Fact Over Fiction


Jake Silverstein is painfully successful. The 35-year-old California native is editor of Texas Monthly and a contributing editor at Harper’s Magazine. He won a PEN-USA Journalism Award in 2007 and was a 2002 Fulbright scholar. He’s handsome. Like, baby-faced, twinkle-eyed, your-grandmother-has-a-crush-on-him handsome. I was sad that his author’s photo didn’t feature him cradling a Labrador.

His first book, Nothing Happened and Then It Did: A Chronicle in Fact and Fiction, seems designed to conceal Silverstein’s epic wins. In Nothing Happened, the protagonist—Jake Silverstein—is a young, hapless, ruminating ex-poet and wannabe journalist wandering the deserts of Far West Texas and Mexico, chasing stories that never pan out and getting scooped by the New Yorker. He sleeps in flophouses, loses months chasing red herrings, runs out of money, gets yelled at, takes odd jobs as a driver, dishwasher and groundskeeper. He wonders, as his aging Toyota begins to clank, “If the car died, and I hiked up into the hills to live on ketchup packets and prairie dogs, would anyone even know I was missing?”

Nothing Happened is filed under fiction, and Silverstein is not the first author to use his own name and life to write a sort-of fictional memoir. He is the first to explicitly divvy these up, to subdivide his chapters into “Fiction” and “Fact” and swear by the veracity of the latter and the originality of the former. Nothing Happened has four chapters of each, and they alternate while weaving together a narrative of spunky Jake’s journalistic misadventures. As a story, it works. Silverstein gives his well-spun yarns, false and true, additional weight with fascinating research—a (fictional) quest for pirate booty gets a juicy history of Jean Lafitte; the (factual) opening of a McDonald’s in Zacatecas is contextualized within Mexico’s historical national identity. Silverstein (the character) is charmingly earnest, with endearing self-doubt that’s not quite neurotic and a green journalist’s courage sans bravado. Silverstein (the author) is a master of the telling detail, the quick character sketch, and the deadpan comedy of real life.

What sets Silverstein most apart is his tenderness. Silverstein has an empathy and respect for his subjects that’s so often missing from the chronicles of professional observers. His gift is in the sensitivity of his observations; he never forgets that the people he writes about are people. The way he writes about construction workers and children suggests that the humble Silverstein of Nothing Happened is true to how the author regards himself and his world, however prestigious his real-life resume.

Nothing Happened is conceptually clever. Though marketed as an answer to fabulists shilling memoirs and journalism, Silverstein’s hybrid also gives him the advantages of three genres at once. His nonfiction chapters showcase his ample skill as a magazine journalist, his fiction gives him a foothold in that artful genre, and the overall effect is of reading a memoir—the mythologized author documenting his own creation. By dividing his chapters into fact and fiction, Silverstein comments on the concept of genre and divisions thereof. He invites readers to compare fiction and nonfiction, and perhaps forget, moment to moment, which they are reading. He’s not totally successful. Despite being a good read, Silverstein’s fiction can’t compete with his truth. They don’t read interchangeably. His fact chapters are restricted in plot by the events of plodding life, but they’re told so richly and so fully mined for significance that they’re more interesting than the more plot-heavy fiction parts.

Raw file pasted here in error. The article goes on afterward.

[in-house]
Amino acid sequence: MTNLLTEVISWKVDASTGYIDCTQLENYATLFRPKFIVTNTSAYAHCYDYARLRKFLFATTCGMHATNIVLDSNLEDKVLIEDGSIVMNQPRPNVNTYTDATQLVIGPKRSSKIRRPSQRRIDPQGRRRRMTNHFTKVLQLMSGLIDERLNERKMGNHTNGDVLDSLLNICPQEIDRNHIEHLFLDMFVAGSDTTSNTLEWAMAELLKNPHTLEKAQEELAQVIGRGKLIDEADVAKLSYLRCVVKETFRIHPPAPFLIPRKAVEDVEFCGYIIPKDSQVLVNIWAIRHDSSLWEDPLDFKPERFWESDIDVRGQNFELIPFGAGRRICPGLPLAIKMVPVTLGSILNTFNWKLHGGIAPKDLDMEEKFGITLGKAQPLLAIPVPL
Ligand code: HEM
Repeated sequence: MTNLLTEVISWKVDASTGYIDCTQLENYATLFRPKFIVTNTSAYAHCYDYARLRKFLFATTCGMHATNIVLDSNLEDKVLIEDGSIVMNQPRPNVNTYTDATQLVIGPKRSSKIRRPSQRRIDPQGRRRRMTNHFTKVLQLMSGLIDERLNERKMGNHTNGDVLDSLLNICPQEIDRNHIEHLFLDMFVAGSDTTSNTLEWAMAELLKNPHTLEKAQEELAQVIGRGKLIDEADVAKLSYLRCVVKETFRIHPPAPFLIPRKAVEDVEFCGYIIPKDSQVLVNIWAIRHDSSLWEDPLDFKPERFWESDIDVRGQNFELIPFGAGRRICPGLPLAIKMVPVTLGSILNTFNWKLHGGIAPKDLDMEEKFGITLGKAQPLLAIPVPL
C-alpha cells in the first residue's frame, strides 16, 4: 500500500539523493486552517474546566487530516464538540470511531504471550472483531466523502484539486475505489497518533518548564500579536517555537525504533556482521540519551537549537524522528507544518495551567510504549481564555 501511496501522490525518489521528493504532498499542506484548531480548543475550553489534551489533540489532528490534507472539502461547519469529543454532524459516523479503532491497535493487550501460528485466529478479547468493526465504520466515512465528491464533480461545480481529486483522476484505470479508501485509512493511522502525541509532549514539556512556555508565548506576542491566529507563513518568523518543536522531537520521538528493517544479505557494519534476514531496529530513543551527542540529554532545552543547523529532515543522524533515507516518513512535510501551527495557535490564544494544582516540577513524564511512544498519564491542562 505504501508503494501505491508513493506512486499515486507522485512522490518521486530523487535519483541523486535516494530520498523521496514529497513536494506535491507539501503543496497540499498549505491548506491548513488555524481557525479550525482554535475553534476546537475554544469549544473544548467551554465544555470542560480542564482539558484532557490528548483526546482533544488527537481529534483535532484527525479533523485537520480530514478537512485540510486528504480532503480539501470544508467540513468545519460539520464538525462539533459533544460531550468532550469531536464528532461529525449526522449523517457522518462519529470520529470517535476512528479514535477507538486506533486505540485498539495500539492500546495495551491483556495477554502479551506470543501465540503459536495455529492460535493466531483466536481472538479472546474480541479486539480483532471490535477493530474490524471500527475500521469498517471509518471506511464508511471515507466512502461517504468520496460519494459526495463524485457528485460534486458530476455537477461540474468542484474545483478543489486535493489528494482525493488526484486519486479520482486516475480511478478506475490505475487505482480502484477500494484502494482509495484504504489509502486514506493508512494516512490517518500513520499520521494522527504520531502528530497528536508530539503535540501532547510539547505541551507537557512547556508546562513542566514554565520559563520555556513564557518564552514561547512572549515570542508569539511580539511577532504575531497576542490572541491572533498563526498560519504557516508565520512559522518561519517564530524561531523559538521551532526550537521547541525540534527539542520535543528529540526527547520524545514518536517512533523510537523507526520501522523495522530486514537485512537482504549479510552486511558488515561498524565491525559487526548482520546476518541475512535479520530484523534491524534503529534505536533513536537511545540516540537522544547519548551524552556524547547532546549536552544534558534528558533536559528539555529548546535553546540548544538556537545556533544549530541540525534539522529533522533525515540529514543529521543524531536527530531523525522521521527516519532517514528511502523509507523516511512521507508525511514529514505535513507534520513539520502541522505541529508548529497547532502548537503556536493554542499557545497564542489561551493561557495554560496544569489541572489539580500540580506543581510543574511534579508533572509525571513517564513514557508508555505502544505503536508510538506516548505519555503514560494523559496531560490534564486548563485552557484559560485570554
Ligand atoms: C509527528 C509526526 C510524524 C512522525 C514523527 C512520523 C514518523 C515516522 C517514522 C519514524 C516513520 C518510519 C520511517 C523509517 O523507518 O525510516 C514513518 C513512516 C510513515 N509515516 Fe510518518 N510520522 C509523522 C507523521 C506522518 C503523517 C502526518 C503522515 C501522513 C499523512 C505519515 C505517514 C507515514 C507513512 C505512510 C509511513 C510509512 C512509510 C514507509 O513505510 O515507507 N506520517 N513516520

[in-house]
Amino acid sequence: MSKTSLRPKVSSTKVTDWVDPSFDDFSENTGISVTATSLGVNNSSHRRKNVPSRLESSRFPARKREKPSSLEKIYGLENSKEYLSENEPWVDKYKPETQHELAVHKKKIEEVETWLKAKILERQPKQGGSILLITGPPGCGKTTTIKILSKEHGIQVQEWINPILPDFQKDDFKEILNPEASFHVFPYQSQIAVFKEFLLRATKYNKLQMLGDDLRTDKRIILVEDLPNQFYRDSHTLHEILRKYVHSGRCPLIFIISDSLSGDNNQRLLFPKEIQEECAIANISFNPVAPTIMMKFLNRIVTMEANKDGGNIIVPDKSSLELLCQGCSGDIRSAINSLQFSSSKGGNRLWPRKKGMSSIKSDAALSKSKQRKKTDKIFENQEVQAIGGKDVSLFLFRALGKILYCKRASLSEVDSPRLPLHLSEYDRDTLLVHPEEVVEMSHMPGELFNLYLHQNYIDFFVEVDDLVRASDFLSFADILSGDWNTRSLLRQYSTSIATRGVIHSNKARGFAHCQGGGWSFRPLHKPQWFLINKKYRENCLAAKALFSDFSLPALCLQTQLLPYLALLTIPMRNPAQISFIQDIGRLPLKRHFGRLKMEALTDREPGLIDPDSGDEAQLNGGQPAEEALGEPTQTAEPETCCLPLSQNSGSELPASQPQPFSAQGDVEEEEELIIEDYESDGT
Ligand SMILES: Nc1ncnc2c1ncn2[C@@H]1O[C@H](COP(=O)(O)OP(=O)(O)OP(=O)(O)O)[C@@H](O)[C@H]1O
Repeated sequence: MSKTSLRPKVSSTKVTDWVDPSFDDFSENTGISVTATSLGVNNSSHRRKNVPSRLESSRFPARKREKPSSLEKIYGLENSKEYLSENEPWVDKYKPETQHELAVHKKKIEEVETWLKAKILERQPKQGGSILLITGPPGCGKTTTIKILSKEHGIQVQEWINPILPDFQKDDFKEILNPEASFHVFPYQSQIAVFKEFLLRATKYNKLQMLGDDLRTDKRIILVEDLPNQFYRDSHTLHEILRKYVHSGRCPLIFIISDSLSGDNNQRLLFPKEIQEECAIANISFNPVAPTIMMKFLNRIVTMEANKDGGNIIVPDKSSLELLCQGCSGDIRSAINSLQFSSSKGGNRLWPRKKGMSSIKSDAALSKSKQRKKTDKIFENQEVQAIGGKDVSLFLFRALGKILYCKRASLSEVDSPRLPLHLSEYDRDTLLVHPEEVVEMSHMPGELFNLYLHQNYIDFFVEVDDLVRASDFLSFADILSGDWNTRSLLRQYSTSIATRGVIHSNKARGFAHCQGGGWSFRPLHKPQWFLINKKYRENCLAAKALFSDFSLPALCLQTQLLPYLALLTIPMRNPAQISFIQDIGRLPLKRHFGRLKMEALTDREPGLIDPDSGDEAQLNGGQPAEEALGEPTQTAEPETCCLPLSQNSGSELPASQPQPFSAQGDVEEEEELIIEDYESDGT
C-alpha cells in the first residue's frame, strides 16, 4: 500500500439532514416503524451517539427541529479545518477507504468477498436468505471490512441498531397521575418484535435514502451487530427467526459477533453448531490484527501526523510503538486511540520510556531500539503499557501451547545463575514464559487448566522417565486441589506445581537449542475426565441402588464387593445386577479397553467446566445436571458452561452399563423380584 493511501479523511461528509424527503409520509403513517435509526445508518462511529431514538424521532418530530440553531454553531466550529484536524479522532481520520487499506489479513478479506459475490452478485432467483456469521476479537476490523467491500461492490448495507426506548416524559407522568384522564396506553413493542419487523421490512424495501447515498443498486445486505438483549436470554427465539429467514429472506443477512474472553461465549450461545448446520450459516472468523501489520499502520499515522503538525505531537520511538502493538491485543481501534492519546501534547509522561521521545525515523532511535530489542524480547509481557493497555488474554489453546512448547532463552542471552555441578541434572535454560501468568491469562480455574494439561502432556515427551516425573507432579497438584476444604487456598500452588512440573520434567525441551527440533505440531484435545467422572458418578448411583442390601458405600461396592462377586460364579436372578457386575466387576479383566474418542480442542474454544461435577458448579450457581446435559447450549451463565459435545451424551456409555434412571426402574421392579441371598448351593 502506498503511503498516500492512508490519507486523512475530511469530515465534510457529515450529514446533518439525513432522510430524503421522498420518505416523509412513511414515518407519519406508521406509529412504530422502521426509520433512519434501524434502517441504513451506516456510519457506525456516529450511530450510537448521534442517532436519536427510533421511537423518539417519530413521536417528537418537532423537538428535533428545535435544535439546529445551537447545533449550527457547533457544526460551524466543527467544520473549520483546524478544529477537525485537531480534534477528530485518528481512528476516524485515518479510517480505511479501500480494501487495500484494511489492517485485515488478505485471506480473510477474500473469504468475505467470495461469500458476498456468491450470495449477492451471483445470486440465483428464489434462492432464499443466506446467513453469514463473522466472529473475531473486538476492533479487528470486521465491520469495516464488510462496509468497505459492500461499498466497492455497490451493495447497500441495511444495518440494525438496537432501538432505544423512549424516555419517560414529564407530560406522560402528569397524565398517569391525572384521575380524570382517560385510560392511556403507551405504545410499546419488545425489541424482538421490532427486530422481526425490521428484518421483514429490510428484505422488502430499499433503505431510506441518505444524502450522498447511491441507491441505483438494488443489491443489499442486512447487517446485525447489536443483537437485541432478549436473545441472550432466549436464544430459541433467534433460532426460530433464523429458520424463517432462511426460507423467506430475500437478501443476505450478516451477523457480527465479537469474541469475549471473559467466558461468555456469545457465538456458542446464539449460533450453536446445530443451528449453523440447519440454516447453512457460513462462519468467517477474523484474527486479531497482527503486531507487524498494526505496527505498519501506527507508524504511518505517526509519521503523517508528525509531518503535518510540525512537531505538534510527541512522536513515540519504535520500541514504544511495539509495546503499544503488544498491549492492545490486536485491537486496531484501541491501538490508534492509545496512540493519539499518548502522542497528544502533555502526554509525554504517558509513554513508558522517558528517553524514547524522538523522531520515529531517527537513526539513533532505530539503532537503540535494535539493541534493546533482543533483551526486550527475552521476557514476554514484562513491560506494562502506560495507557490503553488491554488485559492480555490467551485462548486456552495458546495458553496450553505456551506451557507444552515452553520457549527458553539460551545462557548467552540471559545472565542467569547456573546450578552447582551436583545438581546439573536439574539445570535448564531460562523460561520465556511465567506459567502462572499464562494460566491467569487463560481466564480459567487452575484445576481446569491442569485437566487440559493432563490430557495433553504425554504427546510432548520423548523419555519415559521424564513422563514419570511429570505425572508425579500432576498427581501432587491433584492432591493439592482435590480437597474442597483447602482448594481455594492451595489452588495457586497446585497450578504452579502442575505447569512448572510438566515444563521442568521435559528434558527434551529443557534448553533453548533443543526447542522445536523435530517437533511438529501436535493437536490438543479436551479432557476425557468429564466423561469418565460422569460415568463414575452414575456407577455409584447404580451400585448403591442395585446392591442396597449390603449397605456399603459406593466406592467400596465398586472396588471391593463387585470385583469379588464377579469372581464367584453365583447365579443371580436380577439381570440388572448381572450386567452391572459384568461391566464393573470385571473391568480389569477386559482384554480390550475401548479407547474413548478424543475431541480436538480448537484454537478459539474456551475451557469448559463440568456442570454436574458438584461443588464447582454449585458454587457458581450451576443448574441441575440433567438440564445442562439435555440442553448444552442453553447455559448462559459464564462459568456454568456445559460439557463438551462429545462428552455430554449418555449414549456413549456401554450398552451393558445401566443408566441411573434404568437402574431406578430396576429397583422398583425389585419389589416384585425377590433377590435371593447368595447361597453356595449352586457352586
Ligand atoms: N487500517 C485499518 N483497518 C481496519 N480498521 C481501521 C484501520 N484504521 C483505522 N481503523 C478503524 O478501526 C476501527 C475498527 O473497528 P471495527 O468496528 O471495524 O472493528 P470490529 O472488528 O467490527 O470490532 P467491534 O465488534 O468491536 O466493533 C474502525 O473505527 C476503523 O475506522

Silverstein’s fictional characters are too often caricatures: The German photographer from the New Yorker is typically militant and humorless, and the adolescent son of a powerful Mexican-American businessman has a “weak handshake and stiff hair,” and is sullen and whiney. Silverstein’s imagined scenes also lack the precise language that characterizes his journalism. At one point, he describes “piles of rotting fruit” beneath a tree. As the owner of a relentlessly productive orange tree, I can attest that falling fruit bounces and litters the ground, but it never collects into a pile. It’s a little thing, but it robs Silverstein’s fiction of the delicious ring of truth present in his fact chapters.

His observing eye, however, is precise. In chapter three (“Fact”) Silverstein attends a convention in Reno, Nevada, of the Famous Poets Society, a cheesy scam in which poets compete for cash prizes. His descriptions of the award ceremony are priceless.

Some of the winners let out huge sighs of relief and gazed graciously to heaven. Some were catapulted into frenzies of hugging and crying and clutching of cheeks. One girl, whose winning poem was entitled “My Elusive Heart,” immediately began to fan herself, as if she were worried she might overheat. She fanned herself all the way up to the stage and then stood speechlessly at the podium for a quarter of a minute. Finally she shrieked, “World peace!” and burst into tears.

As Homer Simpson says, it’s funny because it’s true. That’s the principle that guides the stronger half of Nothing Happened and Then It Did.

Emily DePrang is a contributing writer for The Texas Observer. She’s at work on her first book, Theory: A Love Story.